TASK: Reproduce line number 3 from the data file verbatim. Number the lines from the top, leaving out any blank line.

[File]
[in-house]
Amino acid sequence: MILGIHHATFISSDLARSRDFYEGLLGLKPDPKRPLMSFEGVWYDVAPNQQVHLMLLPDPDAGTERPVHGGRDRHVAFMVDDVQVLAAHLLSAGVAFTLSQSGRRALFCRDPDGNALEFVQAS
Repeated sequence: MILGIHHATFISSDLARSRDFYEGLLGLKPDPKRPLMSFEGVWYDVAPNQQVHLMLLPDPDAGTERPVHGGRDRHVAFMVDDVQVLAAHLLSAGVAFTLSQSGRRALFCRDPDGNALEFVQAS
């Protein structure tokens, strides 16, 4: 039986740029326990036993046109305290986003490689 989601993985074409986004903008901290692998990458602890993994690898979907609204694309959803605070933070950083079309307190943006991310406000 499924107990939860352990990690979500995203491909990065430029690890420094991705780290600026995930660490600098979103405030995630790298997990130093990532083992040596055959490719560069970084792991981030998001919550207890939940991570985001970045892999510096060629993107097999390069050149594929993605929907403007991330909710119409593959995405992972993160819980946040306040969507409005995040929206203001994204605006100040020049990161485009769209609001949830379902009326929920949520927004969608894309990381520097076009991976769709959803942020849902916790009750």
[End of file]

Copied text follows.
Repeated sequence: MILGIHHATFISSDLARSRDFYEGLLGLKPDPKRPLMSFEGVWYDVAPNQQVHLMLLPDPDAGTERPVHGGRDRHVAFMVDDVQVLAAHLLSAGVAFTLSQSGRRALFCRDPDGNALEFVQAS